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inconvenient

[in-kuh n-veen-yuh nt]
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adjective
  1. not easily accessible or at hand: The phone is in an inconvenient place.
  2. inopportune; untimely: an inconvenient time for a visit.
  3. not suiting one's needs or purposes: The house has an inconvenient floor plan.
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Origin of inconvenient

1325–75; Middle English < Latin inconvenient- (stem of inconveniēns) not suiting. See in-3, convenient
Related formsin·con·ven·ient·ly, adverb

Synonyms

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3. annoying, awkward, bothersome.
Dictionary.com Unabridged Based on the Random House Unabridged Dictionary, © Random House, Inc. 2018

Examples from the Web for inconveniently

Contemporary Examples

Historical Examples

  • He was inconveniently poor, he was ill, and he was in exile.

    Peak and Prairie

    Anna Fuller

  • But at least she could take a few in her pocket, though it was inconveniently small.

    Susan

    Amy Walton

  • I think that I drop in upon you as inconveniently as possible, do I not?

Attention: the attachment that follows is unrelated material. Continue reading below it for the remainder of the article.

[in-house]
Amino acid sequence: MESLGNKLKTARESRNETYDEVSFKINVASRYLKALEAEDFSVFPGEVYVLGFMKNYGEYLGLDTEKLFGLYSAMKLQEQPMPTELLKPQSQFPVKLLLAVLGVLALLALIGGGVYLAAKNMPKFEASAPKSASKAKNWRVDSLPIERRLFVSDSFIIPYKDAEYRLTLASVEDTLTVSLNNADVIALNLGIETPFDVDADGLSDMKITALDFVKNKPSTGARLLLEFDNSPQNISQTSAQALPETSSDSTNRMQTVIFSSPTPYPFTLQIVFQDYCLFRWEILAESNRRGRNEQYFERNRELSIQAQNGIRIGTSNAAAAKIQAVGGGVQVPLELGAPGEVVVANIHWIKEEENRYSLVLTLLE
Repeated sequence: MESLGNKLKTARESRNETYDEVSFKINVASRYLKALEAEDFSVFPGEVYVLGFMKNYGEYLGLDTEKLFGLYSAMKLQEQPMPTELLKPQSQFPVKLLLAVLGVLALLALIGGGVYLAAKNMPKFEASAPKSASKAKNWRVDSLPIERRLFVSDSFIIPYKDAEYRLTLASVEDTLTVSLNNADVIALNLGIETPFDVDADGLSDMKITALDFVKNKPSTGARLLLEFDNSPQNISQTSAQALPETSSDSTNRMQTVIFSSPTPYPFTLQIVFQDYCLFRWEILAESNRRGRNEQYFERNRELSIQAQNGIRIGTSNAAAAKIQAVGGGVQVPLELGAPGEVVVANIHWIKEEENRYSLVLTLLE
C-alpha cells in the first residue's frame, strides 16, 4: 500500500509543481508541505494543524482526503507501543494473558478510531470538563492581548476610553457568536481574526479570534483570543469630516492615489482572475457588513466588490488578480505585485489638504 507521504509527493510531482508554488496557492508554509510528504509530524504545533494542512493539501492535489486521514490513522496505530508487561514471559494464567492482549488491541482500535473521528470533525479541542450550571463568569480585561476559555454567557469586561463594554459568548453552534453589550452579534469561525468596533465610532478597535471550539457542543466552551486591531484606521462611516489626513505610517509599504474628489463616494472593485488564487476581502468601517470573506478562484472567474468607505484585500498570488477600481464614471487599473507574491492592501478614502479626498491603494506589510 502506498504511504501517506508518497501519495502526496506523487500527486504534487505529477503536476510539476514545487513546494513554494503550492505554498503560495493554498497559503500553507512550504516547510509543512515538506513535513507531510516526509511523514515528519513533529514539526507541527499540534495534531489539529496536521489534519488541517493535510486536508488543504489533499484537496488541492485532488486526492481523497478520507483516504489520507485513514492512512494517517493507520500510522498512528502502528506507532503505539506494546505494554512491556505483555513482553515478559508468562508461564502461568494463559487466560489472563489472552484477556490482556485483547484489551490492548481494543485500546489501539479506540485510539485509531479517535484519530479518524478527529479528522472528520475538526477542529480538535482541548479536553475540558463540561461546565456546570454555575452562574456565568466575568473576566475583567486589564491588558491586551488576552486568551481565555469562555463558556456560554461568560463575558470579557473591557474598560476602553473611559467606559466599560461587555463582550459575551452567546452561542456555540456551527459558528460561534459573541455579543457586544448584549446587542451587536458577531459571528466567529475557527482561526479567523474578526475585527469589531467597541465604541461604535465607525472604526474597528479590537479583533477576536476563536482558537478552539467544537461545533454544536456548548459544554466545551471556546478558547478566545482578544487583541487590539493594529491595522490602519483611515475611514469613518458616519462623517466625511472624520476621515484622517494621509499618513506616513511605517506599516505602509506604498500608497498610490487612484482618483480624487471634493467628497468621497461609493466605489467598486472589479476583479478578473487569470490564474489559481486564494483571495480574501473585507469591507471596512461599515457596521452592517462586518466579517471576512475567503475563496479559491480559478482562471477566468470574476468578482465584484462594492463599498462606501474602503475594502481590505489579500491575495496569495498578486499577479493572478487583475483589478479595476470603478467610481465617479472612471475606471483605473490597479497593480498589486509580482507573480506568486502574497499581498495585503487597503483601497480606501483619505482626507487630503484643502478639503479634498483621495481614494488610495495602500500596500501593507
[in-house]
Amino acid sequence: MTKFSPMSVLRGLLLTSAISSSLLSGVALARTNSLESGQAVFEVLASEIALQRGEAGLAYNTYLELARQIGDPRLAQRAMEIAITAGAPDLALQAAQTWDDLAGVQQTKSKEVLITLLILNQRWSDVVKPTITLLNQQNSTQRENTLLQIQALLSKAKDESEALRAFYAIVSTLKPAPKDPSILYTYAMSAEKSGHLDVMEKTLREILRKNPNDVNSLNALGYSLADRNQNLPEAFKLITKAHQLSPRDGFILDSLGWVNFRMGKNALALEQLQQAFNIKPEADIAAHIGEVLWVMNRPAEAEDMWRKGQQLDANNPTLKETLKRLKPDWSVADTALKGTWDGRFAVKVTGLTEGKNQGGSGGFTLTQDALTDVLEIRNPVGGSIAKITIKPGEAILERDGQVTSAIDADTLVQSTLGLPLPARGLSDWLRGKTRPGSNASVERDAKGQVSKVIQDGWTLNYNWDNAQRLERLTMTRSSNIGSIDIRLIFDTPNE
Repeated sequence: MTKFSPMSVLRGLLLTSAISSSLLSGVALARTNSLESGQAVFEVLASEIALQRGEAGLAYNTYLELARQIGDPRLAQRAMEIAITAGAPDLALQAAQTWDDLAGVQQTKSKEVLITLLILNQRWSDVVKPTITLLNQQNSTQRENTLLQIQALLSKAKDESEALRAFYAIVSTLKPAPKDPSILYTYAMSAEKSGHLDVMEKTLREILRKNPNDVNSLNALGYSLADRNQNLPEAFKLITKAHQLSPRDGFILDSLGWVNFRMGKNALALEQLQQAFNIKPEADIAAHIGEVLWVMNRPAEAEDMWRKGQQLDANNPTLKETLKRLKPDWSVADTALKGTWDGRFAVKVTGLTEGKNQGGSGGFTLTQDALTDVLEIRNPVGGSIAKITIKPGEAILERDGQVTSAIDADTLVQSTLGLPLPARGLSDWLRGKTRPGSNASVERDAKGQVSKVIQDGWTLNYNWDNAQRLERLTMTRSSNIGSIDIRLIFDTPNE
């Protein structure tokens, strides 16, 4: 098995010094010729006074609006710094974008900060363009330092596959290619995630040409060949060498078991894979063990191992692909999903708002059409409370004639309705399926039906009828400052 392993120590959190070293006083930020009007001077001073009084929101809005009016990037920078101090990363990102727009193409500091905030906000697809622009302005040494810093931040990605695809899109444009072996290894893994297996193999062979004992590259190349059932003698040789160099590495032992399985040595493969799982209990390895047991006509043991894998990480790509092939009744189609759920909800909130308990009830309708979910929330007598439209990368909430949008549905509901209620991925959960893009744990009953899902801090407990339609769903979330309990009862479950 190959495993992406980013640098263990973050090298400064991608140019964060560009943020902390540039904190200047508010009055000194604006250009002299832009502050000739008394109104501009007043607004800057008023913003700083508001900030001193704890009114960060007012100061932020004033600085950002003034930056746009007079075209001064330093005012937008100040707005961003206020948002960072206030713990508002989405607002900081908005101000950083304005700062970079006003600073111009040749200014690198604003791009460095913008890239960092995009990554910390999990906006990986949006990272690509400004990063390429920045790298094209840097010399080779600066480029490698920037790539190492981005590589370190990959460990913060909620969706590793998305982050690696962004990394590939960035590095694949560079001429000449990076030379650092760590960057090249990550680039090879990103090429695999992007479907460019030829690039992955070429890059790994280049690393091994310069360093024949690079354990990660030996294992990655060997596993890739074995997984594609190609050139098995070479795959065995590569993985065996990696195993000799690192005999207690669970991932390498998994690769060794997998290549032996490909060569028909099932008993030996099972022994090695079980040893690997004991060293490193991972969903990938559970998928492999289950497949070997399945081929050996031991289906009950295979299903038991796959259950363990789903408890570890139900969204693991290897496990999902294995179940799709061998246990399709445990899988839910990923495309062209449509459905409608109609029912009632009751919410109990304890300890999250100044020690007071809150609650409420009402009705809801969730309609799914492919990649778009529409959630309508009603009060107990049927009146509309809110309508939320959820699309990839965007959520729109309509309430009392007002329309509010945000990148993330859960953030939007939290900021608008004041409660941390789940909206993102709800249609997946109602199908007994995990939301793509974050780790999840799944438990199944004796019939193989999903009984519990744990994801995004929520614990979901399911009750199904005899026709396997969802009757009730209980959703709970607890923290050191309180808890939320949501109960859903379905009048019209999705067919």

• Why was that scherzo on the music-desk, and why do its leaves turn so inconveniently?

  • Does it inconveniently happen that you find you're in love with her yourself?

    The Sacred Fount

    Henry James


British Dictionary definitions for inconveniently

inconvenient

adjective
  1. not convenient; troublesome, awkward, or difficult
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Derived Formsinconveniently, adverb
Collins English Dictionary - Complete & Unabridged 2012 Digital Edition © William Collins Sons & Co. Ltd. 1979, 1986 © HarperCollins Publishers 1998, 2000, 2003, 2005, 2006, 2007, 2009, 2012

Word Origin and History for inconveniently

adv.

mid-15c., "wrongfully," from inconvenient + -ly (2). Meaning "with trouble or discomfort" is from 1650s.

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inconvenient

adj.

late 14c., "injurious, dangerous," from Old French inconvénient (13c.), from Latin inconvenientem (nominative inconveniens) "unsuitable, not accordant, dissimilar," from in- "not, opposite of" (see in- (1)) + convenientem (see convenient). In early 15c., "inappropriate, unbecoming, unnatural;" also, of an accused person, "unlikely as a culprit, innocent." Sense of "troublesome, awkward" first recorded 1650s.

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Online Etymology Dictionary, © 2010 Douglas Harper